As covered in earlier posts in this series (the Museum Digital Project Consultant series), museum digital projects are projects that contain at least one digital element. This post will outline where a consultant can support museum digital project staff with staff training.
Museum digital projects are projects that contain at least one digital element. Digital elements can be digitization, working with digital files, cataloging in a CMS, and publishing digital content online. The purpose for these projects can be a mixture of preservation and access, and even if there are some non-digital tasks to the project, the overall project is considered a digital project. The composition of museum digital projects can vary greatly. With this variability in mind, this series will highlight several digital project types where working with a museum consultant can be beneficial. Each post in this series describes the project type and activities involved, and outlines how a consultant can help support the museum staff. This series reviews the following project types:
- Assessing digital collections and making recommendations;
- Creating a digital project framework;
- Providing project management for a museum digital project;
- Selecting and implementing a museum Collections Management System (CMS); and
- Delivering digital collections training to museum staff.
When to Consider a Consultant
Consultants are experts in specific areas of museum work. This means that in addition to possessing knowledge and experience in specific areas of work, they also have a wealth of experience working with different sizes and types of museums. Your museum should consider working with a consultant if any of the following are true:
- The expertise needed isn’t presently available on staff.
- The staff don’t have enough time (capacity) to take on the specific activity or project.
- The project has never been done before.
- The project is highly specialized or contains areas of work that are highly specialized and need outside expertise.
Digital Project Consultant Service: Training
Depending on the area of digital project work, museum staff may require additional training in order to accurately complete their tasks. In instances where museum staff may have little or no experience with a particular digital project process, tool (equipment), or product (software); bringing in a consultant is a necessity. Here are a few example areas where a consultant training can be of benefit to staff, volunteers, and interns:
- Learning the process and best practices for digitization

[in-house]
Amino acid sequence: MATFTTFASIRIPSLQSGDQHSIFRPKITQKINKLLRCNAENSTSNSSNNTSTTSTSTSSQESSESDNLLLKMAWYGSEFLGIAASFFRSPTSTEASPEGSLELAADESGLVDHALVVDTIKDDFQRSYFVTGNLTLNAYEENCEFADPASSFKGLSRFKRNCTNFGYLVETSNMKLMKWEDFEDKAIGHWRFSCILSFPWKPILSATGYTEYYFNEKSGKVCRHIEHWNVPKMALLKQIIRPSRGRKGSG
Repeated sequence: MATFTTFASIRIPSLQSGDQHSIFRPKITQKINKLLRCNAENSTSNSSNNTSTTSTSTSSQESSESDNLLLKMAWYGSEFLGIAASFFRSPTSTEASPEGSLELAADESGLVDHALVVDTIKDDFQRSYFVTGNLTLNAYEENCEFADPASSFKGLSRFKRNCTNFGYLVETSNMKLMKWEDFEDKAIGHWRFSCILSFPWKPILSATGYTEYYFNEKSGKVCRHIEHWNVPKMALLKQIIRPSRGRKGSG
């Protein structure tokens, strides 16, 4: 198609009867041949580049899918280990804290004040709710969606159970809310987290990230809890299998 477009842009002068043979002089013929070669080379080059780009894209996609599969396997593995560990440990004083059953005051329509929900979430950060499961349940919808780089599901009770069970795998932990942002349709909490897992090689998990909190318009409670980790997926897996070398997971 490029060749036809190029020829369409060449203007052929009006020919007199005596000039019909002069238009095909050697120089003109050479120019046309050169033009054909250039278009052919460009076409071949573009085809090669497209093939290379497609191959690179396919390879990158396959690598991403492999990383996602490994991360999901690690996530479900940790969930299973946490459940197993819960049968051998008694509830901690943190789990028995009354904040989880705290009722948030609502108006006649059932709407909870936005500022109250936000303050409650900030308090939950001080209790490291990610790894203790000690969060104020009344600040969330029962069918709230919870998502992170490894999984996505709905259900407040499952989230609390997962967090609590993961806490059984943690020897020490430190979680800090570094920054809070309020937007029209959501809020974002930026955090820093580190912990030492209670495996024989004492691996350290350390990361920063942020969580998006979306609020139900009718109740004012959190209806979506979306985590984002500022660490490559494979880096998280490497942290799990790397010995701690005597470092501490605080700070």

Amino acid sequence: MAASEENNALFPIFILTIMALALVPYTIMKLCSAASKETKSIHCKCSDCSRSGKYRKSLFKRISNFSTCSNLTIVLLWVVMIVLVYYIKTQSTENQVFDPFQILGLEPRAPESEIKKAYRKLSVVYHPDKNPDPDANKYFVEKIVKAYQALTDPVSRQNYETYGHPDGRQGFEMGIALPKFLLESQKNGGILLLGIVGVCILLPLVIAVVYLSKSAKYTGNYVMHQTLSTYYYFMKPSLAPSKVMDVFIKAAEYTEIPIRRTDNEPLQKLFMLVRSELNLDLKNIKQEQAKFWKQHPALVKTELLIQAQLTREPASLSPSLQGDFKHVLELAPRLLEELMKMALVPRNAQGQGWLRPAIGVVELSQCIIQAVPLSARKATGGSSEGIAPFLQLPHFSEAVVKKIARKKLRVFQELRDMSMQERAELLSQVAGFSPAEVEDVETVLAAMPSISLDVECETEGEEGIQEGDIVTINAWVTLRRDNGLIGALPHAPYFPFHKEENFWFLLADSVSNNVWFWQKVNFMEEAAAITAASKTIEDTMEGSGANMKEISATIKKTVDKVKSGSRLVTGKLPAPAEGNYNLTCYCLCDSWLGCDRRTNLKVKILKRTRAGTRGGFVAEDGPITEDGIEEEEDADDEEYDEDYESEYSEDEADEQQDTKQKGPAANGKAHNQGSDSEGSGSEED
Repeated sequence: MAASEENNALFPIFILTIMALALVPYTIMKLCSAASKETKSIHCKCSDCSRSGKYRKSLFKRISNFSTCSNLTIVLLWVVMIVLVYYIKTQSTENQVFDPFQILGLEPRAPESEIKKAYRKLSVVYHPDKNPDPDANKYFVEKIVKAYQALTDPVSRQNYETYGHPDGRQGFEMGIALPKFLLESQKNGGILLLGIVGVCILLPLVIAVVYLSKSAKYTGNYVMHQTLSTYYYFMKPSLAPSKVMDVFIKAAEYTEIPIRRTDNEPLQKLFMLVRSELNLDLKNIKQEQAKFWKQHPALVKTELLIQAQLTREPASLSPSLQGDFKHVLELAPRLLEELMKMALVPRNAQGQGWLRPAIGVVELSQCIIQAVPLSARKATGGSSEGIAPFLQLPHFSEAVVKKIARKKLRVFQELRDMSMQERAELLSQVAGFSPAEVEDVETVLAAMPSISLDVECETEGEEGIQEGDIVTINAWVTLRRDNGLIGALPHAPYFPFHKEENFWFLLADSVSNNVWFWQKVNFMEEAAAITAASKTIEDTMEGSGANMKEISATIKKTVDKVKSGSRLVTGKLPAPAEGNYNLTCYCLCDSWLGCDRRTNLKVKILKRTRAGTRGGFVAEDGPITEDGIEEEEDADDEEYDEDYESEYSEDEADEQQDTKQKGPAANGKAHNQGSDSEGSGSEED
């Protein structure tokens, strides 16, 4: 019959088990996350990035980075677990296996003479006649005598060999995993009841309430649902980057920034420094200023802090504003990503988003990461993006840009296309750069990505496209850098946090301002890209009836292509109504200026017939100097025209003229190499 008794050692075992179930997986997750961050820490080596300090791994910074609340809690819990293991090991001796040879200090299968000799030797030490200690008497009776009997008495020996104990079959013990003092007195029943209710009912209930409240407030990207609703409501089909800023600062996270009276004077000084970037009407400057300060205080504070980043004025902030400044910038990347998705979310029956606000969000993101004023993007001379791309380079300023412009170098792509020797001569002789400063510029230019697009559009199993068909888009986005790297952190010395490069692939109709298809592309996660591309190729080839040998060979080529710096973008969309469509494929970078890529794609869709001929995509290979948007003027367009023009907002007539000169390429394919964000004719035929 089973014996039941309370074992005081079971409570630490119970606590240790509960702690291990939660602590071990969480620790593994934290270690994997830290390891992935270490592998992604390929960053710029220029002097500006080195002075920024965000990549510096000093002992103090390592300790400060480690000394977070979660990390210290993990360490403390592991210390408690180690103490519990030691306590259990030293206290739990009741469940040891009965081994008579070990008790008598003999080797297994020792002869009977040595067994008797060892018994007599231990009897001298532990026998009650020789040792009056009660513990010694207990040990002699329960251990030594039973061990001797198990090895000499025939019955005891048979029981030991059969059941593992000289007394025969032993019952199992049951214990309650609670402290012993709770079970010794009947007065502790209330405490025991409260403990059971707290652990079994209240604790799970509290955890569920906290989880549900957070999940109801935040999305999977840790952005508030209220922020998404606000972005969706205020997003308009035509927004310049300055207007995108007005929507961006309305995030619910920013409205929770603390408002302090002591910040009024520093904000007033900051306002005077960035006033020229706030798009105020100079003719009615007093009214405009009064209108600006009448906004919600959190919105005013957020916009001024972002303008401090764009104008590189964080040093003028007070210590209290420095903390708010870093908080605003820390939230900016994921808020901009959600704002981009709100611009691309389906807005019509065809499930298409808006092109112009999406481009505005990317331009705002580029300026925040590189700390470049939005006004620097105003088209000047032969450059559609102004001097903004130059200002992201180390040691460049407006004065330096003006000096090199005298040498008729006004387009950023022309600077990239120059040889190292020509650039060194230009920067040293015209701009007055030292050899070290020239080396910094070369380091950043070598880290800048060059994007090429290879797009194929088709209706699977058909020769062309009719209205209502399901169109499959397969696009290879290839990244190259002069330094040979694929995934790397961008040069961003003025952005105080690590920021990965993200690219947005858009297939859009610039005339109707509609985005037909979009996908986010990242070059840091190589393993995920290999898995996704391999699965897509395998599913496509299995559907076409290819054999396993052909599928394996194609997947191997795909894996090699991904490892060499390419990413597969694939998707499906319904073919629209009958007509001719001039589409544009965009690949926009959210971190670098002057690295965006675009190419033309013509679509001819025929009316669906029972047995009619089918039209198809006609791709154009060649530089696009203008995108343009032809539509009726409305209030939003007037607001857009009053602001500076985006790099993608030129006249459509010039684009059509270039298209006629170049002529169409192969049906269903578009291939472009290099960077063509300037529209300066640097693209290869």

- Learning the process and best practices for file management and preservation
- Learning the process and best practices for object data capture via spreadsheet
- Learning the process and best practices for cataloging within a CMS
- Learning the process and best practices for how to use any given CMS product
Examples of Where a Consultant Can be Helpful
Consultants who can provide training in any of the above area, can also help the museum staff create any process flows, templates, and instruction guides that can be used for reference both during and after the training. Once the instructional documentation meets the museum’s project needs the consultant can provide further detail and examples so that museum staff can reference both the instructional text as well as a topically appropriate (to the museum collection) example. Once the instructional materials and examples have been created, the consultant can build a training course for staff that leads them through the documentation and allows them to engage with the content and the consultant in real-time. If the training is delivered remotely via Zoom (or similar), these trainings can be recorded and made available for staff to use and reference throughout the duration of the project.
Training is the last element critical to a successful digital project and is where using a consultant can yield a high Return on Investment (ROI). The more staff learn and grow confident in best practices, process, and tools, the more effective they will be at their jobs. Furthermore, the materials the consultant generates as a part of providing training can be used, referenced, remixed, and adapted as the museum sees fit. Trainings are no longer a “one and done” event. Instead, training is a permanent investment in building staff knowledge —with shelf-life of the training material much longer than the training event itself.
Rachael Cristine Woody
If you’d like to learn more about this topic, register here for Rachael’s webinar, “How to Work with a Consultant on Museum Digital Projects” on September 28, 2022. Ms. Woody advises on museum strategies, digital museums, collections management, and grant writing for a wide variety of clients. In addition to several titles published by Lucidea Press, she is a regular contributor to the Think Clearly blog and an always popular presenter.
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